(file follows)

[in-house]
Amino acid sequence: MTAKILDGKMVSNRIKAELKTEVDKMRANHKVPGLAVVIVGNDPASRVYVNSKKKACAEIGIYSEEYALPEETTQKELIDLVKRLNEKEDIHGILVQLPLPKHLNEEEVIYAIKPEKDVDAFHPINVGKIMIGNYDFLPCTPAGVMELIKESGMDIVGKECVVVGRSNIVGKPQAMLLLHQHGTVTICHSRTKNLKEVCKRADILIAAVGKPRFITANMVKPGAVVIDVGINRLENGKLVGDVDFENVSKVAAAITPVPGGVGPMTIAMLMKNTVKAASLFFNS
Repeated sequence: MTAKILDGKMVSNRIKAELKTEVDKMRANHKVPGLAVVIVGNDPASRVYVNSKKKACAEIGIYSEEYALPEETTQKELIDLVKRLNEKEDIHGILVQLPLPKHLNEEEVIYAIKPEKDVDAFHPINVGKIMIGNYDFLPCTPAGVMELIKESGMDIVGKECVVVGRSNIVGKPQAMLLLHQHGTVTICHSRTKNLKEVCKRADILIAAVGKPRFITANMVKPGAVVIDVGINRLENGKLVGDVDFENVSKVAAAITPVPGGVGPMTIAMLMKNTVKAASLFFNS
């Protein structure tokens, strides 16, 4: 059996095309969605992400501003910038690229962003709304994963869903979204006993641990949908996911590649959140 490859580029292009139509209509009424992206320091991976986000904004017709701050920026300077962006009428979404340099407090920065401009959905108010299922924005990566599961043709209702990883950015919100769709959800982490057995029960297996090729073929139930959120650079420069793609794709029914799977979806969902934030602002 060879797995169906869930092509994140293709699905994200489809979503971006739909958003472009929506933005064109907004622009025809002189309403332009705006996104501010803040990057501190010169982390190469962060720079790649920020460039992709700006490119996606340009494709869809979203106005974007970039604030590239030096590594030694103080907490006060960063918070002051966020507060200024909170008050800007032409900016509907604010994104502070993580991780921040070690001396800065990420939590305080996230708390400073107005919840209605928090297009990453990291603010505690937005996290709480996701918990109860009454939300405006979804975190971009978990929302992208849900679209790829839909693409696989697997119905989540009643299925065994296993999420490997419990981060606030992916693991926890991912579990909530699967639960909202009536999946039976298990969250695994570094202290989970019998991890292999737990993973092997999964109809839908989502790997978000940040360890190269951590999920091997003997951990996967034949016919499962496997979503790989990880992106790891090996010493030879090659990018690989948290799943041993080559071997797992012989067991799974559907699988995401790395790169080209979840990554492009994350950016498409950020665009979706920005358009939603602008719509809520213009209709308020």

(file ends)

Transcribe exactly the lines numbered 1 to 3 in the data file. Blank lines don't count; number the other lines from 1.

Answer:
[in-house]
Amino acid sequence: MTAKILDGKMVSNRIKAELKTEVDKMRANHKVPGLAVVIVGNDPASRVYVNSKKKACAEIGIYSEEYALPEETTQKELIDLVKRLNEKEDIHGILVQLPLPKHLNEEEVIYAIKPEKDVDAFHPINVGKIMIGNYDFLPCTPAGVMELIKESGMDIVGKECVVVGRSNIVGKPQAMLLLHQHGTVTICHSRTKNLKEVCKRADILIAAVGKPRFITANMVKPGAVVIDVGINRLENGKLVGDVDFENVSKVAAAITPVPGGVGPMTIAMLMKNTVKAASLFFNS
Repeated sequence: MTAKILDGKMVSNRIKAELKTEVDKMRANHKVPGLAVVIVGNDPASRVYVNSKKKACAEIGIYSEEYALPEETTQKELIDLVKRLNEKEDIHGILVQLPLPKHLNEEEVIYAIKPEKDVDAFHPINVGKIMIGNYDFLPCTPAGVMELIKESGMDIVGKECVVVGRSNIVGKPQAMLLLHQHGTVTICHSRTKNLKEVCKRADILIAAVGKPRFITANMVKPGAVVIDVGINRLENGKLVGDVDFENVSKVAAAITPVPGGVGPMTIAMLMKNTVKAASLFFNS